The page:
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Trauma Activation and Substance Use in an Urban Trauma Center

Derek Titus, Areta Kowal-Vern, John Porter, Marc R. Matthews, Philomene Spadafore, Sydney Vail
Published: 1 January 2021
Surgical Science , Volume 12, pp 53-66; doi:10.4236/ss.2021.123008

Abstract: Background: Alcohol and drug screens in trauma patients are endorsed by the American College of Surgeons Committee on Trauma. The objective was to determine the characteristics and frequency of alcohol and poly-drug combinations in patients triaged by Trauma Team Activation (TTA) codes. Methods: A retrospective study of a Level I hospital trauma registry was initiated with 14,972 patients of whom 7028 (47%) were Substance Users (SU). There were 10,369 TTA patients: 5396 (52%) were SU, and 4603 (31%) non-TTA patients, of whom 1632 (35.5%) were SU. Inclusion criteria were: age ≥14 years old, blood alcohol level and Urine Drug Screen (UDS) documentation, Injury Severity Score (ISS), TTA code, hospital charges and Length of Hospitalization (LOS). Statistical analyses were performed with one-way ANOVA, Maximum Likelihood chi squared, and Mann-Whitney U tests. Results: The median ISS was 5 for both groups. TTA patients were younger than non-TTA patients (median 33 years versus 41 years). Mortality was significantly higher for TTA (4.7%) than for non-TTA (0.7%) patients. From 2010-2013 to 2014-2018, all substance users had a significant decrease in alcohol only use (58.0% to 42.0%) with an increase in single drug (42.0% to 58.0%) and poly-drug use (36.9% to 63.1%), p < 0.0001. For all SU patients (TTA and non-TTA), the major single drugs used were opiates (19.9%), cannabinoids (THC) (15.2%), benzodiazepines (7.7%), amphetamines (6.6%), and cocaine (2.5%). The major poly-drugs were: opiates/THC (4.7%), opiates/benzodiazepines (4.6%), THC/amphetamines (3.1%), THC/benzodiazepines (2.2%). Conclusions: By trauma activation code designation, the TTA group had most of the positive alcohol and drug screens in this study. Since the change in mandated opioid prescription practices in 2014, this study showed increased poly-drug use (two to six-drug combinations) in urban trauma patients between 2014-2018. Opioids and cannabinoids continued to be the most frequently used drugs singly and in combinations.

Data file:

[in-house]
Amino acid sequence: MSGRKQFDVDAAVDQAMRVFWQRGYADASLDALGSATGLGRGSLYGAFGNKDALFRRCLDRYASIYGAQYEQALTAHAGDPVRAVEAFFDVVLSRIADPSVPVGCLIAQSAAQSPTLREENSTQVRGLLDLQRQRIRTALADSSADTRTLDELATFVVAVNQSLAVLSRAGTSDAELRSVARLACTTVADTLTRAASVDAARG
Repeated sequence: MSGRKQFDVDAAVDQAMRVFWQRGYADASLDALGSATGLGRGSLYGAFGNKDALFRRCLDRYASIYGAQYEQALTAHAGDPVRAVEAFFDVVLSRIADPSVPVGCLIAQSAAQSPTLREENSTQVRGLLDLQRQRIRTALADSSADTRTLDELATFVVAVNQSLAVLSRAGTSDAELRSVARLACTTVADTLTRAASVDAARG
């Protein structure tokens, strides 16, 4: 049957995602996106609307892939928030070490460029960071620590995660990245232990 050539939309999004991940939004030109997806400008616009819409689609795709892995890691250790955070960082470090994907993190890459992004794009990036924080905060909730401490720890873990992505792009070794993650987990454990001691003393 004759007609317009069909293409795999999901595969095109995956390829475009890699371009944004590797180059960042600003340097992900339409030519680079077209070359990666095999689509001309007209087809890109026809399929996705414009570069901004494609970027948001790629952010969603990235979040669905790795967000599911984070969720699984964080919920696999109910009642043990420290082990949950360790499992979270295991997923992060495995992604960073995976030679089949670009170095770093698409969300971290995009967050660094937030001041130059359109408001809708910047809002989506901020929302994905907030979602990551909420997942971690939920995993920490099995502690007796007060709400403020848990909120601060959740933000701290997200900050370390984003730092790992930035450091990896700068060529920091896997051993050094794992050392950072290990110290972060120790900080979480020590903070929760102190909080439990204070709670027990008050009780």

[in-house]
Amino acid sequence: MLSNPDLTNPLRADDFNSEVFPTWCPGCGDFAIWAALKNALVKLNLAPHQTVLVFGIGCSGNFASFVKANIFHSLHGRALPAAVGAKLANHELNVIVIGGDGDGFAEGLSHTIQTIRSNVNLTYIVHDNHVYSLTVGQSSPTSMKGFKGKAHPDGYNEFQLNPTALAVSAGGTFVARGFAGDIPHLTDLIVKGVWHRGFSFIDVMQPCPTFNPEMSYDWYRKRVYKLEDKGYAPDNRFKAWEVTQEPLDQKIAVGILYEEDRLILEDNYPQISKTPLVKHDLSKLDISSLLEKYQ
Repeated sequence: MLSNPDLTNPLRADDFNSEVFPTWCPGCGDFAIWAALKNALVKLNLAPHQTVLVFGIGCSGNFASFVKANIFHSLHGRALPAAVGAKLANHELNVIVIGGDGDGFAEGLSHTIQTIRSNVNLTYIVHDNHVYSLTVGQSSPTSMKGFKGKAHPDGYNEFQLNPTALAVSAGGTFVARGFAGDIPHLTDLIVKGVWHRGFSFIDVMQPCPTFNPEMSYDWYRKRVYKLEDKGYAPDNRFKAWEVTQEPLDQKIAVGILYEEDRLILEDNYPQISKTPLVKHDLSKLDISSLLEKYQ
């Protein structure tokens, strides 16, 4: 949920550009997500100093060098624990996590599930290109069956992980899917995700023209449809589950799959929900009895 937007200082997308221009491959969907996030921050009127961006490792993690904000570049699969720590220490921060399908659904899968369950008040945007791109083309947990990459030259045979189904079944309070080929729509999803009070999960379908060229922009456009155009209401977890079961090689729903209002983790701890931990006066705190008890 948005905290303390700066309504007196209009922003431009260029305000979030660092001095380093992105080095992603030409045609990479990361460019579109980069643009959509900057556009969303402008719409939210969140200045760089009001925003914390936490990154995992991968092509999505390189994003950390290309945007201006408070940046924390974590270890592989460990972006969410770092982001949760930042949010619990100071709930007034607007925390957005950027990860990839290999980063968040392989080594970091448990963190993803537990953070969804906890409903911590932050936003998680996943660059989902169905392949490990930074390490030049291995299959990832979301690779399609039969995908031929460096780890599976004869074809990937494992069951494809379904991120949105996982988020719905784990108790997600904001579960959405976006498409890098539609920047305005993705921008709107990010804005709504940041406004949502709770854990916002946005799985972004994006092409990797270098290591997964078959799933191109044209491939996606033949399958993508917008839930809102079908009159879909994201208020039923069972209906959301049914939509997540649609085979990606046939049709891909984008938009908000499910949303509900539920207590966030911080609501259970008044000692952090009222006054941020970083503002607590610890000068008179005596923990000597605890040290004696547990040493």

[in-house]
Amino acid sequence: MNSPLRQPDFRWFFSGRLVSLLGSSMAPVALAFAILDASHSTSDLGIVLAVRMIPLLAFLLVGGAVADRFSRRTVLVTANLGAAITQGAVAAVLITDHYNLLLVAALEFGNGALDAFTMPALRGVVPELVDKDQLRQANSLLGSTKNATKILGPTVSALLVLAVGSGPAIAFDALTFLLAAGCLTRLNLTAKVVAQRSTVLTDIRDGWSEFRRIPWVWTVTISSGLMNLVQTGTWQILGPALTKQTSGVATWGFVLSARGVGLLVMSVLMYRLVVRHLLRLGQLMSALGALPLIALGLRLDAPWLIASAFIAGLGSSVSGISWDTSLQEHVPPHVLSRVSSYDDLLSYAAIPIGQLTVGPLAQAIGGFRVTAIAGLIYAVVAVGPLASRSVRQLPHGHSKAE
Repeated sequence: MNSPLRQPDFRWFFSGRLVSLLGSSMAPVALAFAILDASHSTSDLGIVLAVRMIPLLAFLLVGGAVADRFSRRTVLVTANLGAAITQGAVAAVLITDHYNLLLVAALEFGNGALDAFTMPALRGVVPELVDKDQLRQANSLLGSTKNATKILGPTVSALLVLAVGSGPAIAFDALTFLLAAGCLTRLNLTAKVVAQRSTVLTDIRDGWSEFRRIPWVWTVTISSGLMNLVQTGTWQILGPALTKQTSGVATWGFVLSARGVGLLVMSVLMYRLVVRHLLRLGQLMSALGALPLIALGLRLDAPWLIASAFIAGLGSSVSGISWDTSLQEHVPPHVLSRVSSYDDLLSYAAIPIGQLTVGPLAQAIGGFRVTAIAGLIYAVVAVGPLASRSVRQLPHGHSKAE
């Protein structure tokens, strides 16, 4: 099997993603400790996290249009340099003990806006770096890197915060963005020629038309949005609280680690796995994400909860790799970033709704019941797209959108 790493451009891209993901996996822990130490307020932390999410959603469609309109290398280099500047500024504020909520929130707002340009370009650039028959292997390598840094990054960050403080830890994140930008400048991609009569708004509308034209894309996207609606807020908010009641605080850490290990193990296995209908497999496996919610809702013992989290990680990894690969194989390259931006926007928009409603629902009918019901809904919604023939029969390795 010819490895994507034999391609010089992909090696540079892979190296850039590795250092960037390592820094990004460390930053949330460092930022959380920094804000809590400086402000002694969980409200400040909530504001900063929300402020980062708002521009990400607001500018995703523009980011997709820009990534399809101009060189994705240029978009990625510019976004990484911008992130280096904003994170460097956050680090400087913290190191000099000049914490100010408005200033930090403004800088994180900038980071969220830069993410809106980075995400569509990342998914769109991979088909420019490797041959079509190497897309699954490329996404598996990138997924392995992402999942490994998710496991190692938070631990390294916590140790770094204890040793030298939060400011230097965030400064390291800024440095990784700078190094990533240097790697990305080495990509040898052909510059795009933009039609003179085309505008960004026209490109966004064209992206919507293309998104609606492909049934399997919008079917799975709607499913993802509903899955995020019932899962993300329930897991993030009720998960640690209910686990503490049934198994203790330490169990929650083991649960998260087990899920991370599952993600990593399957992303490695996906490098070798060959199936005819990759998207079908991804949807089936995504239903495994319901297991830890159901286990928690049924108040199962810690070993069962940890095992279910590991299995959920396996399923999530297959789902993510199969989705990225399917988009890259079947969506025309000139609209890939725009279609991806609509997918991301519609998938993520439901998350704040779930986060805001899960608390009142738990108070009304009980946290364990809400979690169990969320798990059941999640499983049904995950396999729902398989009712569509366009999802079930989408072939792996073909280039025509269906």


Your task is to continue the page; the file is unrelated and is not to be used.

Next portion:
Keywords: Trauma / Alcohol / Drugs

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